Dracula, on the other hand, was imprisoned in Hungary. It's uncertain how long he remained locked up, however, by 1467 he had not only been released but he had also married a member of the Hungarian royal family. It's thought that this reversal of fortune may have been due to public opinion (Dracula had heroically battled against the Turks), as well as the Magyars' displeasure with the pro-Ottoman Radu. The fact that Dracula had also converted to Catholicism (I think he had been a nominal Orthodox Christian up until then) probably didn't hurt either. Anyway, in 1467 he managed to regain control of Wallachia one last time before being killed in combat against the Turks later that year. His head was reportedly carried to Constantinople to prove to the Sultan that this nasty thorn in his side had been removed once and for all.

His Bloody Reign

During his six-year reign (1456-1462) as Voivode of Wallachia, Vlad III Dracula sought to consolidate his power and bring law and order to the war-torn principality, in addition to punishing his enemies. By all accounts he is responsible for executing ten of thousands of men, women and children: not only Ottoman prisoners of war, but also supporters of his rivals the Danesti clan (who were his cousins), boyars (the principality's nobles whom he suspected of supporting the Danestis and of being responsible for the murder of his father and brother), and Saxon Transylvanians (ethnic Germans, and a privileged class with ties to the boyars). As you may have guessed, his preferred method of execution was impalement: this would usually result in a slow and torturous death, with the victim being lowered on to a long spike which would enter through the anus and rip through his insides, eventually exiting through the mouth.

Of all the stories surrounding Dracula, the German-language accounts are the most damning, portraying him as an insane, bloodthirsty fiend. These no doubt originated with the Saxon Transylvanians who were among the chief victims of his mass executions. The stories recorded in Russian under the early tsars tended to paint Dracula in a better light, as a strong ruler. Granted, the Russians didn't deny that he committed these atrocities, they were just more forgiving of them. Meanwhile, to the Romanians, Vlad Dracula would become a symbol of national pride -- a hero who fought fiercely against the enemies and oppressors of the Romanian people. Dracula lived during brutal times (remember how his older brother was blinded with a red hot poker and buried alive?), but it is also clear that he was among the most savage princes of the day. If his name inspired fear in the Turks, this was due not only to his reputation as a formidable warrior but also to the barbarous way he dispatched with his enemies en masse.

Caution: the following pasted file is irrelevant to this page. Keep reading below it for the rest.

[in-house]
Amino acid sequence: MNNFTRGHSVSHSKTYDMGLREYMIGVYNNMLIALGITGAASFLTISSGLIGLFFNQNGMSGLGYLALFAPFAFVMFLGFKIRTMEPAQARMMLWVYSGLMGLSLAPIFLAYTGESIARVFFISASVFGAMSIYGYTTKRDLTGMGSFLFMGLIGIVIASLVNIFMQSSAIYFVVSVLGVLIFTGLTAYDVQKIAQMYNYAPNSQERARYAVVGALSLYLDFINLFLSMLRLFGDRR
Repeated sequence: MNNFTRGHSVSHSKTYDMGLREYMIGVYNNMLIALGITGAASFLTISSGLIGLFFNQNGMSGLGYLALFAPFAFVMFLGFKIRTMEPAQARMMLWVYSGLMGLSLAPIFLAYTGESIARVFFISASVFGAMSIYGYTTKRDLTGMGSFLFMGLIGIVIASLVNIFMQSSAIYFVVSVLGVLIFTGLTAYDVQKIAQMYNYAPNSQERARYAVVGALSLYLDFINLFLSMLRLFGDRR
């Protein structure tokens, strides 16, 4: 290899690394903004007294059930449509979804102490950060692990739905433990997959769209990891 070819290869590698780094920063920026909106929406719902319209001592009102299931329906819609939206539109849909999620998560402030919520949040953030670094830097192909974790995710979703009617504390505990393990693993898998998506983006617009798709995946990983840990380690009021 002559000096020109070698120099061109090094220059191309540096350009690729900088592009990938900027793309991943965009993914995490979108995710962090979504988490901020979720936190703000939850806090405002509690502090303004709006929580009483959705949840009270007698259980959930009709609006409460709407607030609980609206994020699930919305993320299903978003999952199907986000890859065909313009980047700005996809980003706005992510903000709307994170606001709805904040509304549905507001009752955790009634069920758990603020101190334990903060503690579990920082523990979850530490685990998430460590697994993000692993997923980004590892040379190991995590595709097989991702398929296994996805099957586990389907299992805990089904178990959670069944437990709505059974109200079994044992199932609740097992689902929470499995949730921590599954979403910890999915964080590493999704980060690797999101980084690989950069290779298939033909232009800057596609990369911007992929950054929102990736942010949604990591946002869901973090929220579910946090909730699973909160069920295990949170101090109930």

Connection to Vampires Legends

Dracula may have been a tyrannous, homicidal bastard, but his name was not connected to vampire legends prior to the publication of Bram Stoker's novel in 1897. Accounts of the book's genesis indicate that Stoker found the name "Dracula" in a history book listing Romanian rulers and decided to adopt it for his vampire count. Besides the name, Stoker seems to have known almost nothing about Vlad III of Wallachia. Indeed, in the novel Dracula identifies himself as a Székely -- an ethnic group represented in Transylvania and closely related to the Magyars -- whereas Vlad was an ethnic Romanian. Later in the book, Van Helsing describes Dracula as having been a fearless warrior who fought his way into the heart of "Turkeyland." Vlad did indeed devastate Ottoman-held territory in the Balkans during his 1461-1462 campaign, but this seems to suggest that the vampire crossed over into Anatolia -- something which the historic Dracula never did. In short, it seems that Stoker named his villain after this bloodthirsty figure quiet accidentally, and if he had known of Vlad's butchery he would have surely mentioned it in the book.

Link: The Historical Dracula

Images: 1453 map from Heritage History; portrait of Vlad from; photo of Poenari castle taken by flickr user retro traveler and used under Creative Commons license.

1 comment:

peter said...

no much people know about the true story of Vlad the impaler, this men was named years later as Dracula, Vlad was a price in a war against Turkish he impaled three hundred men in the road to his castle, some years later people called to him as Dracul or Draculea that means is "son of the dragon", one thing is sure viagra online don't were in there to help people to put this name to this men.